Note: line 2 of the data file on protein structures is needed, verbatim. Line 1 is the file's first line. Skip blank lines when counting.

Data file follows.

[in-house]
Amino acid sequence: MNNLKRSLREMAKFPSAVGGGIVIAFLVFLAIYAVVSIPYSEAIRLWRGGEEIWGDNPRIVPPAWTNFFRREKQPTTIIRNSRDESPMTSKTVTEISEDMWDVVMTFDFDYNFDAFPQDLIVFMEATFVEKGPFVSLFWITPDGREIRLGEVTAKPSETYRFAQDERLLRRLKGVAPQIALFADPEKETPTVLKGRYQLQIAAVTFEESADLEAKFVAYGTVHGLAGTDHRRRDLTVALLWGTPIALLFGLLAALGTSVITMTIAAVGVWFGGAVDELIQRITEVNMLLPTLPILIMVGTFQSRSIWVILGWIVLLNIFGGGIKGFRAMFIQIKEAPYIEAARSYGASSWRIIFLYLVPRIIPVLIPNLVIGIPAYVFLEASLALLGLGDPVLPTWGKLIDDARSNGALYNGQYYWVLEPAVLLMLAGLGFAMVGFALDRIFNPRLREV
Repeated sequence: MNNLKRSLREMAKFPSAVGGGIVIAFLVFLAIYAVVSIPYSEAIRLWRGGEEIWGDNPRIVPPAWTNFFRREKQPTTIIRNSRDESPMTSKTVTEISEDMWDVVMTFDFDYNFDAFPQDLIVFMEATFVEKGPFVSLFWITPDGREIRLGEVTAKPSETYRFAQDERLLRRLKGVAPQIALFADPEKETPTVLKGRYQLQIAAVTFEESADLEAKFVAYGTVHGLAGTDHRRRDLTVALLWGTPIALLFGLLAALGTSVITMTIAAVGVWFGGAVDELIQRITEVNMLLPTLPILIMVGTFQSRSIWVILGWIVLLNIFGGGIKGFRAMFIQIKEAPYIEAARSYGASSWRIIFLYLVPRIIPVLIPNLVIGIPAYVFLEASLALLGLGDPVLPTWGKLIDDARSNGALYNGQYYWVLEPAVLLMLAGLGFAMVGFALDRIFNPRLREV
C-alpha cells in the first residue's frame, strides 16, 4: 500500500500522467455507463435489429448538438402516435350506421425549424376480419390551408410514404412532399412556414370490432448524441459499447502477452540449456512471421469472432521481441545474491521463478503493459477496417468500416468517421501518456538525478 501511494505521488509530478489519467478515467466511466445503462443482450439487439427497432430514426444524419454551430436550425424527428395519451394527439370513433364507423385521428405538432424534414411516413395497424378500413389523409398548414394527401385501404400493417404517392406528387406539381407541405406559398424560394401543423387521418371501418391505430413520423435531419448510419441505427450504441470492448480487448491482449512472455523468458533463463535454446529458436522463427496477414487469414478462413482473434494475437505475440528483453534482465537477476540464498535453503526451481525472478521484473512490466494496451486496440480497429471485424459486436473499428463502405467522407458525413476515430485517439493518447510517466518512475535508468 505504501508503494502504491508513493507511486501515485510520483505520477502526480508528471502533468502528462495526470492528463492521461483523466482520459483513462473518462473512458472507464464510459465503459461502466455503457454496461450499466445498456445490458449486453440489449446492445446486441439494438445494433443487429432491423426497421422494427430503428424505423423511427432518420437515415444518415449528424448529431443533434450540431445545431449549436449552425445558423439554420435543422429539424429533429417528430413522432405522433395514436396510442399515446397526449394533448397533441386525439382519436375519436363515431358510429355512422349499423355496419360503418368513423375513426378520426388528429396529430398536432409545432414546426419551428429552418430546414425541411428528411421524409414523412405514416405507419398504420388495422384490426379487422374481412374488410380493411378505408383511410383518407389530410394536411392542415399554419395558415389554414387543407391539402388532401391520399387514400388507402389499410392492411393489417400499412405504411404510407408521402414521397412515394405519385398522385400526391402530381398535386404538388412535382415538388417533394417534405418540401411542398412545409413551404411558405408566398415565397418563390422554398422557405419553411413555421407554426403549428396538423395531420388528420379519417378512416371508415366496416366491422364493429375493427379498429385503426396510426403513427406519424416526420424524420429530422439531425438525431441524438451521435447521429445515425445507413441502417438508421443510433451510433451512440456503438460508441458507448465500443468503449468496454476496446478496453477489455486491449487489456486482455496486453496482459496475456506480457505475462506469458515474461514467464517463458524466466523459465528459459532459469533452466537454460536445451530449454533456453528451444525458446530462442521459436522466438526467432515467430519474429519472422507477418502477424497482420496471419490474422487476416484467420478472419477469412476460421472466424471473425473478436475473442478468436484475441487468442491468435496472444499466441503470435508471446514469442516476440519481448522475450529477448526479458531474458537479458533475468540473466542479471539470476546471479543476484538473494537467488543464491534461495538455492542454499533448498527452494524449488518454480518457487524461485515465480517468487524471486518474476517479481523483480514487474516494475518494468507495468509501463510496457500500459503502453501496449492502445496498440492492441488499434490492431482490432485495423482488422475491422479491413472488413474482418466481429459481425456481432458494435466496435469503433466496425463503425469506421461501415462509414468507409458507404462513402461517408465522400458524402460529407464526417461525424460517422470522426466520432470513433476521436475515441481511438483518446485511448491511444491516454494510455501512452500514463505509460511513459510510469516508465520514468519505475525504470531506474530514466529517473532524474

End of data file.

Amino acid sequence: MNNLKRSLREMAKFPSAVGGGIVIAFLVFLAIYAVVSIPYSEAIRLWRGGEEIWGDNPRIVPPAWTNFFRREKQPTTIIRNSRDESPMTSKTVTEISEDMWDVVMTFDFDYNFDAFPQDLIVFMEATFVEKGPFVSLFWITPDGREIRLGEVTAKPSETYRFAQDERLLRRLKGVAPQIALFADPEKETPTVLKGRYQLQIAAVTFEESADLEAKFVAYGTVHGLAGTDHRRRDLTVALLWGTPIALLFGLLAALGTSVITMTIAAVGVWFGGAVDELIQRITEVNMLLPTLPILIMVGTFQSRSIWVILGWIVLLNIFGGGIKGFRAMFIQIKEAPYIEAARSYGASSWRIIFLYLVPRIIPVLIPNLVIGIPAYVFLEASLALLGLGDPVLPTWGKLIDDARSNGALYNGQYYWVLEPAVLLMLAGLGFAMVGFALDRIFNPRLREV